Here's how it worked: I took a deck of cards, and separated out the Ace of Spades. I shuffled the rest of the deck. I took roughly the top half (deliberately not a perfect half), and I put it aside. I then took the next roughly quarter of the whole deck, and I shuffled the Ace of Spades into it. I then reassembled the deck, putting the last untouched quarter on the bottom, the quarter with the Ace of Spades in it in the middle, and the half on top. So the Ace of Spades was roughly between cards 27 and 39, but could be a little higher or a little lower.
Every time someone pulled, they drew a card from the top of the deck. If it was the Ace of Spades, the tower falls. If it was any other Ace, they had to pick a number between 4 and 13; we would then take 3 cards out of the deck, spaced at that interval (so if the first card was the Ace of Hearts and the player picked the number 4, we would remove the 5th, 9th, and 13th cards as well as the 1st card). All of those cards are revealed as well--if any of them are the Ace of Spades, then the tower falls. If necessary, we would wrap around to the beginning to draw enough cards (so if someone draws an Ace and chooses 13, there would always be 3 bonus cards drawn). Drawing an Ace on an Ace would cause a cascade--in theory, you could draw 10 cards on a single draw, if you drew an ace, with an ace in its three cards, and then an ace in its three cards. The deck is kept neat, the discard pile messy (so the discard pile can't be easily used to judge where in the deck you are).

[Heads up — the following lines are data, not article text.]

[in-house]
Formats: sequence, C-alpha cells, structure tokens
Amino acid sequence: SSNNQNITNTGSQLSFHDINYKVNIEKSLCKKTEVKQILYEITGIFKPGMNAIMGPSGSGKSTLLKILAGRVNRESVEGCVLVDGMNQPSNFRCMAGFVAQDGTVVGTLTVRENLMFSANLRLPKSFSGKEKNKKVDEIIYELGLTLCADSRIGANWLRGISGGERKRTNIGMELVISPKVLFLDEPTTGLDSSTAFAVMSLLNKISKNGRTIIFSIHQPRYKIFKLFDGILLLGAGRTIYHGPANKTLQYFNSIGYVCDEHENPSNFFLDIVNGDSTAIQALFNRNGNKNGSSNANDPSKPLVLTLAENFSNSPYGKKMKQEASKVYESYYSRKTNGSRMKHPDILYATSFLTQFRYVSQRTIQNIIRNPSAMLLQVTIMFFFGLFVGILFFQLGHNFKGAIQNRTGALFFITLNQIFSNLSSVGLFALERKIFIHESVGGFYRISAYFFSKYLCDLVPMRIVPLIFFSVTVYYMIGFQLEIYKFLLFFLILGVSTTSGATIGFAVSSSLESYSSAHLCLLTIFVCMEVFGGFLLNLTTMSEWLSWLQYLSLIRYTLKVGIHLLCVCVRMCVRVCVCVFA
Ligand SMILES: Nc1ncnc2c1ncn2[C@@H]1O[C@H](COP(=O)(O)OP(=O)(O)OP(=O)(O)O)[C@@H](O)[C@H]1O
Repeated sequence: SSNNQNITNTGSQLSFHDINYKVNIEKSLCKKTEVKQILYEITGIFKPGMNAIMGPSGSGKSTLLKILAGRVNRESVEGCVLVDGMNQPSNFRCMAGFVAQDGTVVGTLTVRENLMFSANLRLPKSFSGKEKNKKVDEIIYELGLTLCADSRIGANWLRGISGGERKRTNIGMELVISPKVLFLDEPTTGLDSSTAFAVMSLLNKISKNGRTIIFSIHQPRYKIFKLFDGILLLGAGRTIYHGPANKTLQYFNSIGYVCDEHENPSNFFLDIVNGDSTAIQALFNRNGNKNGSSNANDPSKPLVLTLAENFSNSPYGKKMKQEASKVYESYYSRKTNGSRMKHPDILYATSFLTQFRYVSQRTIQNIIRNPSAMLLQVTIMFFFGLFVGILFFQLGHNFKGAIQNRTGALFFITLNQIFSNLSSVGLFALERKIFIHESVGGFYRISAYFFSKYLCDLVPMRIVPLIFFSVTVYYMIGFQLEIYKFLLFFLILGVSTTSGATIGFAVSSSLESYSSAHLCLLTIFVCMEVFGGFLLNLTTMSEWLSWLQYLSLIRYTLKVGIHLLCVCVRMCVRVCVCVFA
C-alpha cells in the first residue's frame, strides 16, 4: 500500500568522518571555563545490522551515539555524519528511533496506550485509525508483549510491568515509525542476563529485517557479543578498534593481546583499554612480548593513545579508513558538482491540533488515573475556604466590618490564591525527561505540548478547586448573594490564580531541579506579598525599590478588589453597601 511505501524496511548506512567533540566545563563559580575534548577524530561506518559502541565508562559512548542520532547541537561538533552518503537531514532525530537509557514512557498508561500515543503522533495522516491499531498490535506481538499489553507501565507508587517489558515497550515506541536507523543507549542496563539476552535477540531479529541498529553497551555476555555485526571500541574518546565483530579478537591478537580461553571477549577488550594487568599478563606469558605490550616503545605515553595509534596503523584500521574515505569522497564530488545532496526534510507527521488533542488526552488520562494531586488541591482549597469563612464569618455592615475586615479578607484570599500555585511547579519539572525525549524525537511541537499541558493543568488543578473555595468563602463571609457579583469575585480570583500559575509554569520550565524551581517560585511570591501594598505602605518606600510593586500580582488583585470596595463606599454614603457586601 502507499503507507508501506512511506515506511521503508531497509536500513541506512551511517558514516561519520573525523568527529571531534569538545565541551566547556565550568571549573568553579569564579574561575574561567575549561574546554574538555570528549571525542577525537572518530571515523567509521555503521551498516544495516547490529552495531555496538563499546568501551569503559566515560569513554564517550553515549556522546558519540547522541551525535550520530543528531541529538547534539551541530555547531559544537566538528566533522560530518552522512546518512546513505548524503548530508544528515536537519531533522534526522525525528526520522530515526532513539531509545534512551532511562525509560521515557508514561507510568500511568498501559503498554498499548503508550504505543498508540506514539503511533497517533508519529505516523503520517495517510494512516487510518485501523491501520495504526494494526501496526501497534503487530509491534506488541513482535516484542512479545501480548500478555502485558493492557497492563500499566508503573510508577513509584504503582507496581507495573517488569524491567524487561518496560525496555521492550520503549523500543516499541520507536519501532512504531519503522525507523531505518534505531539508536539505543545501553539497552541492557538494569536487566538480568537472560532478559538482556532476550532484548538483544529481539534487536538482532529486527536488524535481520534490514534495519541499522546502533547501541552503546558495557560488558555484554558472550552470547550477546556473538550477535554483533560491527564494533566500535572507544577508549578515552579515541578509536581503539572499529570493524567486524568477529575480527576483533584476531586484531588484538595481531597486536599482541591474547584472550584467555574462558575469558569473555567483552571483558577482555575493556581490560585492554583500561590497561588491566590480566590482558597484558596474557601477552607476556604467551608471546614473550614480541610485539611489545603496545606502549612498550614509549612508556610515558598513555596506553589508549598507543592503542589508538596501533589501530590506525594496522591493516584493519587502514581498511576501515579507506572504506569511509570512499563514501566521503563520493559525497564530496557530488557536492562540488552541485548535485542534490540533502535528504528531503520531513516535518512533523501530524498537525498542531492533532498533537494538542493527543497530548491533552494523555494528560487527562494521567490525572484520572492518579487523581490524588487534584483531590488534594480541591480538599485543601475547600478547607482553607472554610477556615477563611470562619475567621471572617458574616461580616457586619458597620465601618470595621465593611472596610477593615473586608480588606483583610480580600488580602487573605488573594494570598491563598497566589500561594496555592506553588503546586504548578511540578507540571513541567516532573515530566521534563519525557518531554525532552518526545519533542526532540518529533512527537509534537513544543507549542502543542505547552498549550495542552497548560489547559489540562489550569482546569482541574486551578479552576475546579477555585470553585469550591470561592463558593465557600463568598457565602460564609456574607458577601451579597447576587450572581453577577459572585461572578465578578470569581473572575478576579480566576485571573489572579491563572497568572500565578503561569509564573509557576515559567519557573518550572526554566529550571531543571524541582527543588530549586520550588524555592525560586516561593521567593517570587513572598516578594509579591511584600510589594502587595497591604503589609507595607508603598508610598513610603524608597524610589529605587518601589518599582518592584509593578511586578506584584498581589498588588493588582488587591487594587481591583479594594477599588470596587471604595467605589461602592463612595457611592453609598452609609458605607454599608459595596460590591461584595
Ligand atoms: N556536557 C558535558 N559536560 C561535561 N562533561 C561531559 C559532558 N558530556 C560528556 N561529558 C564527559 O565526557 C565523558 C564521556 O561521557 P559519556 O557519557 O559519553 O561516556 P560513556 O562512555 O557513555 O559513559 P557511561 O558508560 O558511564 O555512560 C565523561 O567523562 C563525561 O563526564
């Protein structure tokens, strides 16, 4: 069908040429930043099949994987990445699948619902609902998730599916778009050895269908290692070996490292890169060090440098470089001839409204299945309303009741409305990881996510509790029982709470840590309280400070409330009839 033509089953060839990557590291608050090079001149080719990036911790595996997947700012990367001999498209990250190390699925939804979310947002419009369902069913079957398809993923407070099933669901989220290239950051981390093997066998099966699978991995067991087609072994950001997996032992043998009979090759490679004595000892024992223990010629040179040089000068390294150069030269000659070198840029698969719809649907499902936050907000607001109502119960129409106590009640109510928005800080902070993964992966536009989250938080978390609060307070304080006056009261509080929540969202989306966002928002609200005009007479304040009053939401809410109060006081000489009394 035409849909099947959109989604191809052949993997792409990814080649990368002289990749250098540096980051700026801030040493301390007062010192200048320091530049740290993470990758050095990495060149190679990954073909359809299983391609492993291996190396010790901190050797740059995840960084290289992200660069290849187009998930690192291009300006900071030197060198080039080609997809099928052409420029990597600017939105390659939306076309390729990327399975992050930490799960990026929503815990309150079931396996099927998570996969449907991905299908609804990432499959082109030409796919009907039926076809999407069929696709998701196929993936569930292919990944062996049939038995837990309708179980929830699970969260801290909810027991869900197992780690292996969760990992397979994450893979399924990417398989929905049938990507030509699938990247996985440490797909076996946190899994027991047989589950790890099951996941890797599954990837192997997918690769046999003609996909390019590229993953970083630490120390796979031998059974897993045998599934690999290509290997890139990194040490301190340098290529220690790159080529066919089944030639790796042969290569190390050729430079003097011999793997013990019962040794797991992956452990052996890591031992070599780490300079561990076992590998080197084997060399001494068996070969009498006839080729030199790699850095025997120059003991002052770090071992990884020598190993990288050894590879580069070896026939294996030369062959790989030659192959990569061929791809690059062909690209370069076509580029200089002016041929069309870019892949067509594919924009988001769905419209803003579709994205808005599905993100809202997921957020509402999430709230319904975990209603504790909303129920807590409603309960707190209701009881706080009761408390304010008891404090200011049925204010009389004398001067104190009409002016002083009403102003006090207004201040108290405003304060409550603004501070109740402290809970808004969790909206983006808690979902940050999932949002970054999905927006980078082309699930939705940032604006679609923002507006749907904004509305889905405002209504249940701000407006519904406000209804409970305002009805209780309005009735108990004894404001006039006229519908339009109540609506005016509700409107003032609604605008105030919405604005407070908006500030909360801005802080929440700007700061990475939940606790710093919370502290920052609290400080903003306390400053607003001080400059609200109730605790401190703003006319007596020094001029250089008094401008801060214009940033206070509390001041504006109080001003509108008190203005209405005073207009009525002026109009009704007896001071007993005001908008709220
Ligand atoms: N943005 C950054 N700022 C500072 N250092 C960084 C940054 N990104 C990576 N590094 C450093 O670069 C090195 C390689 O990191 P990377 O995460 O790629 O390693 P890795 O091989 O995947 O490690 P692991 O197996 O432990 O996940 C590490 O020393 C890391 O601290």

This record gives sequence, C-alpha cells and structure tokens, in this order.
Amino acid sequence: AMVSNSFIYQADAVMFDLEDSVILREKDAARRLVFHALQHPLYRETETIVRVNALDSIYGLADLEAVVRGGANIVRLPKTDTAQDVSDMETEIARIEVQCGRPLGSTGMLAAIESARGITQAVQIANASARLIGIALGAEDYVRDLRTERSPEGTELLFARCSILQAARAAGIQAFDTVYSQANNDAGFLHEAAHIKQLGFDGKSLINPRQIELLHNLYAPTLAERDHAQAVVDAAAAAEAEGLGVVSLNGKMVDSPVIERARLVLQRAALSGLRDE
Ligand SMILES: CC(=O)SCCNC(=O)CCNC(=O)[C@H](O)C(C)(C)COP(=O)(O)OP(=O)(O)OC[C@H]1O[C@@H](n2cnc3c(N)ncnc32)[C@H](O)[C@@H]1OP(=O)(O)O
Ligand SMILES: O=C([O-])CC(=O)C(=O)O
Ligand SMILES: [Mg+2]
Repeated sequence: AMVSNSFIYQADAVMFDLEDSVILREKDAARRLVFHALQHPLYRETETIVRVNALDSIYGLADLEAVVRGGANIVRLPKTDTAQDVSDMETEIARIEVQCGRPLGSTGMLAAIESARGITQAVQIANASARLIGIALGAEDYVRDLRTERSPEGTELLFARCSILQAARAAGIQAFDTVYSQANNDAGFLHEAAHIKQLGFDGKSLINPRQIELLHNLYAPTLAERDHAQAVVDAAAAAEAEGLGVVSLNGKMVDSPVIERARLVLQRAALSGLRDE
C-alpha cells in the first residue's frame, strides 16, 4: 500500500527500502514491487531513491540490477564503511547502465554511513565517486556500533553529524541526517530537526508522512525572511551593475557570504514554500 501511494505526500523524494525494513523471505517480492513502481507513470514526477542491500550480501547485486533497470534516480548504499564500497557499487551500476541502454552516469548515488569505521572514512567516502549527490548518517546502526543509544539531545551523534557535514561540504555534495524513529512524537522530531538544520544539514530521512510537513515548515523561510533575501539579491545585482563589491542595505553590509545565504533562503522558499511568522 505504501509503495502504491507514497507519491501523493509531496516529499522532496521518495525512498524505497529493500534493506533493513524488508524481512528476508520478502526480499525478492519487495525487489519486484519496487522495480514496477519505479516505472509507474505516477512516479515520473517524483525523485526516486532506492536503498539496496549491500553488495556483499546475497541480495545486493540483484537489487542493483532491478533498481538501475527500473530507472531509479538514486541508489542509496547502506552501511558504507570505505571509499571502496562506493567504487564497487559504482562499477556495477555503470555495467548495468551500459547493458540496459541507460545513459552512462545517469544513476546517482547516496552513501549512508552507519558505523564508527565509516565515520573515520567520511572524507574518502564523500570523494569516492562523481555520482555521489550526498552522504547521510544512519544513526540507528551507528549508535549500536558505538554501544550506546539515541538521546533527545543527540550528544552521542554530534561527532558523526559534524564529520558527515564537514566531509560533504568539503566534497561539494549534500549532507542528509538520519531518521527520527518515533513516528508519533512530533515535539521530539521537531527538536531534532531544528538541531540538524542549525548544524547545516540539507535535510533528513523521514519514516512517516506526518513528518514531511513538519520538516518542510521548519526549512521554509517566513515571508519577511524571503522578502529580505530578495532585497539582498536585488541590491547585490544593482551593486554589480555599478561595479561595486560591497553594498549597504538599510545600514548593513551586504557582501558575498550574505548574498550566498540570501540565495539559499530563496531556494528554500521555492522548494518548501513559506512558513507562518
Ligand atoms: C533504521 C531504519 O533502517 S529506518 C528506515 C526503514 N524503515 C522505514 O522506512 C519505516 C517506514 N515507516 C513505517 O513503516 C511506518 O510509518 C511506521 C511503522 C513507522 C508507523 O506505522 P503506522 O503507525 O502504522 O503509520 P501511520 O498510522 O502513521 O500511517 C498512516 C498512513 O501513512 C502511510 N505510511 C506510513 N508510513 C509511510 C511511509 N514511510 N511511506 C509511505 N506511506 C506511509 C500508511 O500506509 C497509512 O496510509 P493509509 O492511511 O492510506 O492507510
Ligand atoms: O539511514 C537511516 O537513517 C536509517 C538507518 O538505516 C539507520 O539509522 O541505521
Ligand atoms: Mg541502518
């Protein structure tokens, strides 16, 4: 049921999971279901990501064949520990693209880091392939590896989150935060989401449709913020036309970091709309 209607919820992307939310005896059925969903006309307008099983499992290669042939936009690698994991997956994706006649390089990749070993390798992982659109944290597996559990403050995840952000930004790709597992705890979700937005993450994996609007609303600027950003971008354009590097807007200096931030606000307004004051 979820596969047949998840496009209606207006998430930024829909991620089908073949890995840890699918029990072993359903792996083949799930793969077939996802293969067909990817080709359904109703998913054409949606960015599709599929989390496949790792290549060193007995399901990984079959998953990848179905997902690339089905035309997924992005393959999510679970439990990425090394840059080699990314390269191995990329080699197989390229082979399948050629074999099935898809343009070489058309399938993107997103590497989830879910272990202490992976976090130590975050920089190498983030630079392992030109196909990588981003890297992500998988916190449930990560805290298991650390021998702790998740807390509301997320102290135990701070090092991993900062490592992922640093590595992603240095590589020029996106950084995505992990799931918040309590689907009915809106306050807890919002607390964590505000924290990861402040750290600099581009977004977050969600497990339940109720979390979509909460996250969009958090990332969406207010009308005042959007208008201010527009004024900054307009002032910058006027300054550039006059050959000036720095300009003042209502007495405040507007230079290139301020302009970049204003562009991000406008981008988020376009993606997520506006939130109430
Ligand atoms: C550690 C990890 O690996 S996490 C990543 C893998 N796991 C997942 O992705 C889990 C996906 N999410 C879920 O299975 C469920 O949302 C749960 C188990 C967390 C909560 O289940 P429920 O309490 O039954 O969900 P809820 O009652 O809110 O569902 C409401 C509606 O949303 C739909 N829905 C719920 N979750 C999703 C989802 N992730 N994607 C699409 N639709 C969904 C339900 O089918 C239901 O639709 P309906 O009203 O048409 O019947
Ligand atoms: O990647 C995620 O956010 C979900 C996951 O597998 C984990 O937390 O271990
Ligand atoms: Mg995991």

Overall, it worked quite effectively. Like with the tower, the dynamic feels somewhat random, but not perfectly random. There's risk even on the first pull, but the risk is low (but increasing) until you get about 25 pulls. At that point, every pull feels dangerous. 2 of my 3 players expressed a strong opinion that it was better than Jenga Dread; the 3rd viewed both as equivalently good.
Potential advantages over the tower:
1. It's much, much faster. A pull in a conventional Dread game takes time--sometimes a lot of time. A draw of a card is over in an instant. That meant more time role-playing, less time Jenga playing.
2. Minimizes player skill effects--an expert Jenga player has a big advantage over an inexpert one. With card Dread, an expert player has only a small advantage over an inexpert one in playing the tower. (Of course, skill in e.g. decisions about when to pull still makes a big difference.)
2a. Some of the players I've run Dread for (mostly older players) have had extremely shaky hands, such that they felt they couldn't really pull. We solved this by letting them delegate their pulls. But in card Dread, they can just pull.
3. Can be played over the internet. Since there's no skill in the physical act of pulling, a GM with a web cam can keep the deck and simply pull when the players tell the GM to.
4. If small children or pets are around, they won't knock down the tower by accident or the like. Similarly, bumping the table is not nearly as destructive.
5. Some players may find it less intrusive--less disruptive of the immersion of the game.
1. Some players find that the delays while pulling a block are productive--that they build tension. A fast play mechanic may reduce the tension.
2. Minimizing issues with bumping the table, etc., may have the negative effect of losing the "tower keeps us focused and nervous" dynamic. A deck of cards isn't a loaded gun in the way that a Jenga tower is.